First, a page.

The following blog post is an excerpt from Deptford.TV diaries II — Pirate Strategies, where several contributors problematise the current possibilities for free and alternative media distribution, specifically in relation to urban, up-and-coming areas like Deptford, south-east London.
What strikes me, when reading Armin Medosch’s fascinating account of the increasingly hostile downside to all the “free” culture hype of lately, is how different logics of control become layered upon one another and serve to reinforce each other in rather nebulous ways. New technologies allow for freer exchange, but this becomes seized upon also by the cultural industries which then come to expect cheaper terms of trade for everyone involved, especially struggling artists. All this while we’re all applauding, because “free” is always good, isn’t it?
[…] the common word that digitisation makes it easier to access stuff is in fact only superficially true. Once again, on the raw, jungle-like networks this accessibility is directly determined by the search function. Mesh-like spheres like p2p and Web 2.0 networks might help to heighten the visibility of individual acts of consumption/production, but only in a way which is temporary, never fully overseeable, and ultimately statistical, where a panoptic view can only be attained by means of a search. And searches, as we all know, require prior knowledge.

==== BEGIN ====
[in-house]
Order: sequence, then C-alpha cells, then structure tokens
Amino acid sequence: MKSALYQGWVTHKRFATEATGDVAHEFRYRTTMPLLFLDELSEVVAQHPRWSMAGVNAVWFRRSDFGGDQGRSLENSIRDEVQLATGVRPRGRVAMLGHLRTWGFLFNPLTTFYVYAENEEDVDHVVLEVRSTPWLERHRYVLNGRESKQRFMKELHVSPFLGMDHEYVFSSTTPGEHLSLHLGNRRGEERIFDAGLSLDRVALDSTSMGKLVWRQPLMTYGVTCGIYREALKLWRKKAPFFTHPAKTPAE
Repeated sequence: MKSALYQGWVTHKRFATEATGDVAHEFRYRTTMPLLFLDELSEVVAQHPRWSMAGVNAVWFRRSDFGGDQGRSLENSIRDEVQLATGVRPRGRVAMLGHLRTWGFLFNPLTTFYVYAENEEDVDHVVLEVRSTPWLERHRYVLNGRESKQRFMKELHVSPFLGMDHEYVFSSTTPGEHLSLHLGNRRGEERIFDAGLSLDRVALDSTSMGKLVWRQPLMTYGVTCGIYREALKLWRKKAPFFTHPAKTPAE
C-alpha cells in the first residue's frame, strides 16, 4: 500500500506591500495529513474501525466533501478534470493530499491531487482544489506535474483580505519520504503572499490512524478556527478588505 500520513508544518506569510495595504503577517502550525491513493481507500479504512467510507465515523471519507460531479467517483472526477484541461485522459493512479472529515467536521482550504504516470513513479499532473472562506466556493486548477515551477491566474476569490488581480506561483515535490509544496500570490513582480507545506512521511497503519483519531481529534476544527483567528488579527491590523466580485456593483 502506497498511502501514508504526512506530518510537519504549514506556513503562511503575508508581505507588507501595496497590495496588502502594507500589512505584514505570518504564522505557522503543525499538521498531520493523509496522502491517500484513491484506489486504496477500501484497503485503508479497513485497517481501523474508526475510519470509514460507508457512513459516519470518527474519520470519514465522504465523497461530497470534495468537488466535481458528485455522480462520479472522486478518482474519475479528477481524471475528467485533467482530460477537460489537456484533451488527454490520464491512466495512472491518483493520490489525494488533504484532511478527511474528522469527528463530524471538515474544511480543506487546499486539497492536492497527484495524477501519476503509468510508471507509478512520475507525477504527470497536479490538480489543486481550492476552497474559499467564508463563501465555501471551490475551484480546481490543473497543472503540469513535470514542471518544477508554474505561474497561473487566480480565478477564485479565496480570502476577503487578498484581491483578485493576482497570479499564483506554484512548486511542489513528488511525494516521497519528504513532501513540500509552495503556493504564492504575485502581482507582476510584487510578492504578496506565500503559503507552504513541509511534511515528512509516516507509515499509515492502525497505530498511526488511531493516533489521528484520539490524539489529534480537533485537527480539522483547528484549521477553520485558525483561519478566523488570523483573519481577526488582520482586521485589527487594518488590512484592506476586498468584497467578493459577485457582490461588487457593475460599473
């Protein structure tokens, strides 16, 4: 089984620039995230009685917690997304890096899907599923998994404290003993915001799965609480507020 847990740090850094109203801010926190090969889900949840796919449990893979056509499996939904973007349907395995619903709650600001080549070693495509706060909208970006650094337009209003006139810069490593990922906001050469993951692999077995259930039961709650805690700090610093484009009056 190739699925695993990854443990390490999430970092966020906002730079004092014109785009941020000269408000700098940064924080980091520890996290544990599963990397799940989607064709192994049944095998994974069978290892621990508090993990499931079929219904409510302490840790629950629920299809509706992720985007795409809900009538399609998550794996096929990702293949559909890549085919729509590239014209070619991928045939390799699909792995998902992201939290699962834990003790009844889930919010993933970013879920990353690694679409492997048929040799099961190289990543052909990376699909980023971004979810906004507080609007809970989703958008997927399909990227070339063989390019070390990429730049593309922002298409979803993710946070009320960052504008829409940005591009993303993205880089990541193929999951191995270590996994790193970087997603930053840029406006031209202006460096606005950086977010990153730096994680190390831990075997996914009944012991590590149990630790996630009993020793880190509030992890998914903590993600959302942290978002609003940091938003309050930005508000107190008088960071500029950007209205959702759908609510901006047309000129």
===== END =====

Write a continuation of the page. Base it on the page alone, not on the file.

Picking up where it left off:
Precisely because of this, well-maintained and comprehensive metadata is not enough. Active and deliberate connectors are still needed, especially since one of these primary connecting practices is the one linking the online with the offline, a gap which should not be seen as a barrier but which becomes exacerbated by the purely online ventures of social networks and torrent archives. Here Piratbyrån, Deptford.TV and burntprogress share similarities, despite the decidedly different practices of these three examples. They re-territorialise and by doing so, compel everyone into opinion or at least awareness. They shed light. They editorialise. They redistribute, or at least help users organise themselves to privately re-distribute in more orchestrated and thus more meaningful, potentially profitable ways. That can only be a good thing.
Jonas Andersson comments on the contributions made by Armin Medosch and Rasmus Fleischer (Piratbyrån) that are to appear in paper form in the Deptford.TV diaries II — Pirate Strategies reader (forthcoming, OpenMute publishing), and in digital form on Armin’s site thenextlayer.org.